How’s He Going to Explain This?

More evidence that Comey deserved to be fired.


Former FBI Director James Comey is sworn in prior to testifying before a Senate Intelligence Committee hearing on June 8.
Former FBI Director James Comey is sworn in prior to testifying before a Senate Intelligence Committee hearing on June 8. PHOTO:JONATHAN ERNST/REUTERS

Forgotten in all the media drama and confused White House communications of recent months was the fact that the President had several very good reasons for firing FBI Director James Comey in May. Now comes evidence of another one.

On Wednesday Senate Judiciary Committee Chairman Chuck Grassley of Iowa and Sen. Lindsey Graham of South Carolina wrote to current FBI Director Christopher Wray asking for additional documents related to Mr. Comey’s decision to exonerate Hillary Clinton in 2016. FBI agents had been investigating Mrs. Clinton for her use of a private server and mishandling of classified information while serving as secretary of State. The lawmakers want more documents because they’ve found evidence in interview transcripts of Mr. Comey’s former senior FBI staff suggesting another gross violation of investigative standards. The letter was made public by the committee on Thursday.

The two senators wrote that according to unredacted portions of the transcripts, which were generated in a separate federal investigation, “in April or early May of 2016, Mr. Comey had already decided he would issue a statement exonerating Secretary Clinton. That was long before FBI agents finished their work. Mr. Comey even circulated an early draft statement to select members of senior FBI leadership. The outcome of an investigation should not be prejudged while FBI agents are still hard at work trying to gather the facts.”

The authors of the letter are both Republicans, but Mr. Graham in particular has frequently been at odds with President Trump. Yet he obviously sees another big problem with Mr. Comey’s handling of the Clinton case. According to Mr. Grassley and Mr. Graham:

As of early May 2016, the FBI had not yet interviewed Secretary Clinton. Moreover, it had yet to finish interviewing sixteen other key witnesses, including Cheryl Mills, Bryan Pagliano, Heather Samuelson, Justin Cooper, and John Bentel.

These individuals had intimate and personal knowledge relating to Secretary Clinton’s non-government server, including helping her build and administer the device. Yet, it appears that the following key FBI interviews had not yet occurred when Mr. Comey began drafting his exoneration statement:

1. May 3, 2016 – Paul Combetta

2. May 12, 2016 – Sean Misko

3. May 17, 2016 – Unnamed CIA employee

4. May 19, 2016 – Unnamed CIA employee

5. May 24, 2016 – Heather Samuelson

6. May 26, 2016 – Marcel Lehel (aka Guccifer)

7. May 28, 2016 – Cheryl Mills

8. June 3, 2016 – Charlie Wisecarver

9. June 10, 2016 – John Bentel

10. June 15, 2016 – Lewis Lukens

11. June 21, 2016 – Justin Cooper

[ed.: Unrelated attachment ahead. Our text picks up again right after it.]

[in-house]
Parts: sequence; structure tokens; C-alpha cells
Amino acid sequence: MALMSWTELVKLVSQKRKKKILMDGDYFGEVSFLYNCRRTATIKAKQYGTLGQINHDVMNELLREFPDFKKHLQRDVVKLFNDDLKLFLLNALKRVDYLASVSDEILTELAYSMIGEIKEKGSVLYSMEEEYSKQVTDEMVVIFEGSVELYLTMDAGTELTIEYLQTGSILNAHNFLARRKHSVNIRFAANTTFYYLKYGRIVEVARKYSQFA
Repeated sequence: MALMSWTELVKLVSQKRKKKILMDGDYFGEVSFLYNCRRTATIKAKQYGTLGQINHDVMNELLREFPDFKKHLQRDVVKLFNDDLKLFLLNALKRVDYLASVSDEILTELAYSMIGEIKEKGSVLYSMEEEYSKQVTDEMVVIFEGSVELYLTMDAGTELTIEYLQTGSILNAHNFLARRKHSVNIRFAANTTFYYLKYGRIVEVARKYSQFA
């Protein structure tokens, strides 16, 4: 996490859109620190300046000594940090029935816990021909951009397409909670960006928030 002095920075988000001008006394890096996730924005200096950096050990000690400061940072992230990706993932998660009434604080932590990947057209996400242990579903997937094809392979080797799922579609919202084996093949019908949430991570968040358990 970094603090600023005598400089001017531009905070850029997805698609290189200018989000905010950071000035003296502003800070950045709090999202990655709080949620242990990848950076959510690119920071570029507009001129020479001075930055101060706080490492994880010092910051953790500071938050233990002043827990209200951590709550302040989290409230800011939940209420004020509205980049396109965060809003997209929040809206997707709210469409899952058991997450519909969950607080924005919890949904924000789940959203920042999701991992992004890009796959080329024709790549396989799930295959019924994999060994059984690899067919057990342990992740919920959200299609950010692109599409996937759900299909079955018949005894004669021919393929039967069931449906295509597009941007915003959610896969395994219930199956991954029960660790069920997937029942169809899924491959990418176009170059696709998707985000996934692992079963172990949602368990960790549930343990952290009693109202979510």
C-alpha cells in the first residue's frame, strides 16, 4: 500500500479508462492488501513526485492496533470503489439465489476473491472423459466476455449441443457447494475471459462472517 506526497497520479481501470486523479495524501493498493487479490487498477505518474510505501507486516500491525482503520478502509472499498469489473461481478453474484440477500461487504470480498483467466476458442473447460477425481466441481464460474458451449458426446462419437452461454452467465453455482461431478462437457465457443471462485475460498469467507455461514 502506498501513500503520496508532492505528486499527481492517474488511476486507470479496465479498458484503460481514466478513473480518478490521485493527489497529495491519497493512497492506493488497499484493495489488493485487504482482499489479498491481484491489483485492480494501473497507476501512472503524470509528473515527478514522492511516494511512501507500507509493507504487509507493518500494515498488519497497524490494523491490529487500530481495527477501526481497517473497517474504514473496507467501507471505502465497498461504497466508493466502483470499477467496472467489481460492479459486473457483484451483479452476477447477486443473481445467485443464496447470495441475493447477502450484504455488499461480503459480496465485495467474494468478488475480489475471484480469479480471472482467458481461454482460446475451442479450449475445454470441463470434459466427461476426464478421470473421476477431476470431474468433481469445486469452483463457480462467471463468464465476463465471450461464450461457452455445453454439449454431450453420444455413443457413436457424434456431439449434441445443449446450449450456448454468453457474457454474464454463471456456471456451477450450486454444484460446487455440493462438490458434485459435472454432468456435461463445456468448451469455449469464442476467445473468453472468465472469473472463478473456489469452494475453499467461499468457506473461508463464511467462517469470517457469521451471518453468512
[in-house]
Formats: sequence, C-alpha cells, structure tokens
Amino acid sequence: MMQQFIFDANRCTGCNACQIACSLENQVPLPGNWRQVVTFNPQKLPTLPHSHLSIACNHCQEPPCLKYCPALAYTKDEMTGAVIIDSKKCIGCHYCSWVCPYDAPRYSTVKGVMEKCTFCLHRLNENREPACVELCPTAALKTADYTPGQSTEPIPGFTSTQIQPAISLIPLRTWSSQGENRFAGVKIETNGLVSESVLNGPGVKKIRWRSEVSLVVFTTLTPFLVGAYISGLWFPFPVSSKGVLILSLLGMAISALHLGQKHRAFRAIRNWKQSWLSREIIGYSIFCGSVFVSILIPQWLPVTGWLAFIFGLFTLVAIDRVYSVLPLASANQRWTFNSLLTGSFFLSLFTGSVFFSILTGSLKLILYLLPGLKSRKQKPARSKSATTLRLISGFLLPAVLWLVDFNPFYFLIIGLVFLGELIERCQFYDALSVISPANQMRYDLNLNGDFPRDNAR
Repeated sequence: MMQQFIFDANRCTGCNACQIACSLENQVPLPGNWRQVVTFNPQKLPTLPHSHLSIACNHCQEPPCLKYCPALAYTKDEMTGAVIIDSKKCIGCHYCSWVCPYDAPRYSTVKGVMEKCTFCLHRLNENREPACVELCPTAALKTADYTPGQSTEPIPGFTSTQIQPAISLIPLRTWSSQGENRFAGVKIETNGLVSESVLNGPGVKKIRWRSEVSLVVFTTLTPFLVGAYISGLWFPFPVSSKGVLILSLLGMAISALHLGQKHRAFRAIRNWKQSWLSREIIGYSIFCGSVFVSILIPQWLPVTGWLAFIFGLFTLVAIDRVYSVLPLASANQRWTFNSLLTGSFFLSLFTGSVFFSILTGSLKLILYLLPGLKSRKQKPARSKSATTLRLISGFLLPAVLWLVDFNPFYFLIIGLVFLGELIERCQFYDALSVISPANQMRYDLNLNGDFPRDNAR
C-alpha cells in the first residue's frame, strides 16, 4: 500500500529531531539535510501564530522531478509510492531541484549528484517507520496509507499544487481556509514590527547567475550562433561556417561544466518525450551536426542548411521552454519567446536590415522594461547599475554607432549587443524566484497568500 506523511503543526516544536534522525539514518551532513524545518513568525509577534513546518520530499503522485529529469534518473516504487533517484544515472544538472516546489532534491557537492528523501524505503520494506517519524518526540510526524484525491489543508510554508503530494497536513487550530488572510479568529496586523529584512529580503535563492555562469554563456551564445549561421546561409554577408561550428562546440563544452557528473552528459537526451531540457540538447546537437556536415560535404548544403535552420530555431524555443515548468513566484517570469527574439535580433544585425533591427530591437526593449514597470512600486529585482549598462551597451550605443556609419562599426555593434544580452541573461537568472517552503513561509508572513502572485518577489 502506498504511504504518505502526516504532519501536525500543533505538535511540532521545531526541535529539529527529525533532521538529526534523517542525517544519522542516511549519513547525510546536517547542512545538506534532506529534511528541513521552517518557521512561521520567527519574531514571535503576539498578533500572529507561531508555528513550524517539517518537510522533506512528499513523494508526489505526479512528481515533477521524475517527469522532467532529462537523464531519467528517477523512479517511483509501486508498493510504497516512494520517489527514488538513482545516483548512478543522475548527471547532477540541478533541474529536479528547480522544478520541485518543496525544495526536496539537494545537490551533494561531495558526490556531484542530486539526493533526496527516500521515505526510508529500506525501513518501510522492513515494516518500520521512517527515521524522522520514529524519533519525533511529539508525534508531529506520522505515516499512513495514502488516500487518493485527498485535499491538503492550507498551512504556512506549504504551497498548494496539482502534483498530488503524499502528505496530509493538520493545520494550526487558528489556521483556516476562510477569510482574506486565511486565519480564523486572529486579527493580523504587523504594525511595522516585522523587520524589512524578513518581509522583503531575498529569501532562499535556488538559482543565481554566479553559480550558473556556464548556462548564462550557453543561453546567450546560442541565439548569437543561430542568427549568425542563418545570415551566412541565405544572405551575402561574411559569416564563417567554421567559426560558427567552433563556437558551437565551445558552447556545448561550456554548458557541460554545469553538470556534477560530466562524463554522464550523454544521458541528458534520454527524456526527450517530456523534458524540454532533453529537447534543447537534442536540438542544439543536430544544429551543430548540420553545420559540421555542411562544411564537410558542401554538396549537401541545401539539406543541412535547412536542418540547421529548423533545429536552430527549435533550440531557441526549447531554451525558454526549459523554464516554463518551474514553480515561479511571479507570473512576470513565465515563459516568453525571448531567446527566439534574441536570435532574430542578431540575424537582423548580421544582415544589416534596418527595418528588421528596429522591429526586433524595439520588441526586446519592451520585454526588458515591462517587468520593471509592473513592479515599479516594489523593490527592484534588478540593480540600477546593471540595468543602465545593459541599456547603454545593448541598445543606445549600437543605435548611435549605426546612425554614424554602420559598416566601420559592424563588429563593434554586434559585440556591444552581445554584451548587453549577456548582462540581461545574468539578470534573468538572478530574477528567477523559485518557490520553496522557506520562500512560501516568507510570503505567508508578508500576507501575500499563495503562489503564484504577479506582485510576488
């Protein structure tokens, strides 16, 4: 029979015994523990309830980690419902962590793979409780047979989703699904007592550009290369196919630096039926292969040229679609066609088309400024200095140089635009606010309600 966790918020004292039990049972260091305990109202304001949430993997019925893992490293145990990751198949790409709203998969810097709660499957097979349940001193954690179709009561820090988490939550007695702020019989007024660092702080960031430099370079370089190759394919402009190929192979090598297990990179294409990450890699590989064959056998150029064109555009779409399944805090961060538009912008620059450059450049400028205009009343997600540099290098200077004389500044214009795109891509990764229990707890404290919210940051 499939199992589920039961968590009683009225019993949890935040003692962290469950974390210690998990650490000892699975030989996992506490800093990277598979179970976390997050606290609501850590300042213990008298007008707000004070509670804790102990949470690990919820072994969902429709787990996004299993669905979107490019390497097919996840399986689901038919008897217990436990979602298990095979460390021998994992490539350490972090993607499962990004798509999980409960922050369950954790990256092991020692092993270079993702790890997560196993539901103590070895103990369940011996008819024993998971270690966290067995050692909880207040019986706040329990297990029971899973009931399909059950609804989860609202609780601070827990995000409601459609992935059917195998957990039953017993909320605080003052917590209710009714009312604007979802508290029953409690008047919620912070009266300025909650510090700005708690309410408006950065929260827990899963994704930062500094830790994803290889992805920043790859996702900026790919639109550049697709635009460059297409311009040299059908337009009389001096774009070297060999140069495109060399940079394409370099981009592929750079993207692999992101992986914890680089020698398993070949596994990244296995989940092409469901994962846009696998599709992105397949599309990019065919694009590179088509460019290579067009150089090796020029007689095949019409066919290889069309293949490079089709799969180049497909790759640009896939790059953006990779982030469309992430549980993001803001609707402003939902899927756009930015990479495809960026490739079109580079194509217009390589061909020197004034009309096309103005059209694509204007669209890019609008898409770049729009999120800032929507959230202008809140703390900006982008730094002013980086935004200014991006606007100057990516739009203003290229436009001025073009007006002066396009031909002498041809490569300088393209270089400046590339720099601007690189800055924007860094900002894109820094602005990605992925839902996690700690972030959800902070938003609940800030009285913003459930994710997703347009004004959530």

12. June 21, 2016 – Unnamed State Dept. Employee

13. June 21, 2016 – Bryan Pagliano

14. June 21, 2016 – Purcell Lee

15. June 23, 2016 – Monica Hanley

16. June 29, 2016 – Hannah Richert

17. July 2, 2016 – Hillary Clinton

Conclusion first, fact-gathering second—that’s no way to run an investigation. The FBI should be held to a higher standard than that, especially in a matter of such great public interest and controversy.

This week’s letter is a helpful reminder that there were many legitimate reasons for sacking Mr. Comey. Deputy Attorney General Rod Rosenstein wrote about them in May, and in particular about Mr. Comey’s decision to make a public statement of his opinions about Mrs. Clinton’s conduct:

In response to skeptical questions at a congressional hearing, the Director defended his remarks by saying that his “goal was to say what is true. What did we do, what did we find, what do we think about it.” But the goal of a federal criminal investigation is not to announce our thoughts at a press conference. The goal is to determine whether there is sufficient evidence to justify a federal criminal prosecution, then allow a federal prosecutor who exercises authority delegated by the Attorney General to make a prosecutorial decision, and then – if prosecution is warranted – let the judge and jury determine the facts.

In his memo, Mr. Rosenstein quoted former Deputy Attorney General Jamie Gorelick, who served in the Clinton Administration, and former Deputy AG Larry Thompson, who served under George W. Bush. They described the Comey method in the Clinton case as “real-time, raw-take transparency taken to its illogical limit, a kind of reality TV of federal criminal investigation” that is “antithetical to the interests of justice.”

Perhaps we finally have an appropriate time for Mr. Comey to publicly announce his thoughts and offer real transparency. If he can make the case that early drafting of conclusions—before witnesses have been interviewed—serves the interests of justice, no doubt many Americans are eager to hear it.

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